Jack Tame writes in the Herald:
I was in San Francisco a few weeks ago and I needed a cab. I was downtown, it was a Tuesday evening and that chilly breeze was holding off from blowing across the bay. In short, it wasn’t tough to find a taxi rank with a few drivers twiddling their thumbs. …
But Andre explained that he won’t be shelling out for an overnight direct on Air New Zealand anytime soon.
“Buying the medallion to own this cab cost me all of my life savings,” he explained.
“Two hundred and fifty grand that I’ll probably never get back.”
You have to feel sorry for the drivers. Their industries make you pay an obscene amount of money to drive a taxi.
The next few days I was in LA where the cabs weren’t quite so ubiquitous. With Andre’s words still in my ears, I whipped out my phone and let Uber do Andre’s work. Six separate times.
It was easy. It was cheap. And I can see why those cabbies in France and the UK are so worried that Uber will steal their jobs. In Christchurch alone, more than 1,300 people applied to become Uber drivers this week.
If history teaches us anything about commerce, it’s that consumer convenience and cheap prices will always win out. It’s why your running shoes were made in Vietnam and your T-shirt in Bangladesh.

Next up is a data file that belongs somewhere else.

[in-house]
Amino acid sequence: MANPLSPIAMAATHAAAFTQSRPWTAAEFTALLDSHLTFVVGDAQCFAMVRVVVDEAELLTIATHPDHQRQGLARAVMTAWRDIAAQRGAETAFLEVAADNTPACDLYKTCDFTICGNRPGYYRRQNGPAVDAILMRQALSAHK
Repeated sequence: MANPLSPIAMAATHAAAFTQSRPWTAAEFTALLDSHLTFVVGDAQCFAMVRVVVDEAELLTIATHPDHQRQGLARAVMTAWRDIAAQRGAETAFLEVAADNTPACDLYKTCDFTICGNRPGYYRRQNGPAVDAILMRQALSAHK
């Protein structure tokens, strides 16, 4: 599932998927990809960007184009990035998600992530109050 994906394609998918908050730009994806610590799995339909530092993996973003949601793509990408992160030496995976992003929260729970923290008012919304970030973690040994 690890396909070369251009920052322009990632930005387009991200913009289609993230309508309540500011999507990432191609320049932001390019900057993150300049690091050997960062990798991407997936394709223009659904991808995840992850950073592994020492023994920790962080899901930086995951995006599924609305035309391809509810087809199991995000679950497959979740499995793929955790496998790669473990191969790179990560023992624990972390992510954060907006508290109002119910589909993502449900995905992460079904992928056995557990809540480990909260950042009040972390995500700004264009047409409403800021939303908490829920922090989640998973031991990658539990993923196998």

No one wants anyone to lose their jobs, but economies are always forced to evolve. Just ask the Luddites – the machines always win.
In California, a 15-minute cab with Andre cost me $114. Covering more than twice that distance with six separate Uber trips cost me $82.
So it is a no brainer.
The difference is Uber drivers don’t need to pay $250,000 to be an Uber driver. They try to make the cost of entry as low as possible. The NZ Government should be doing the same – how do we make it easier for people to earn a living being a driver, while still having safety assurance.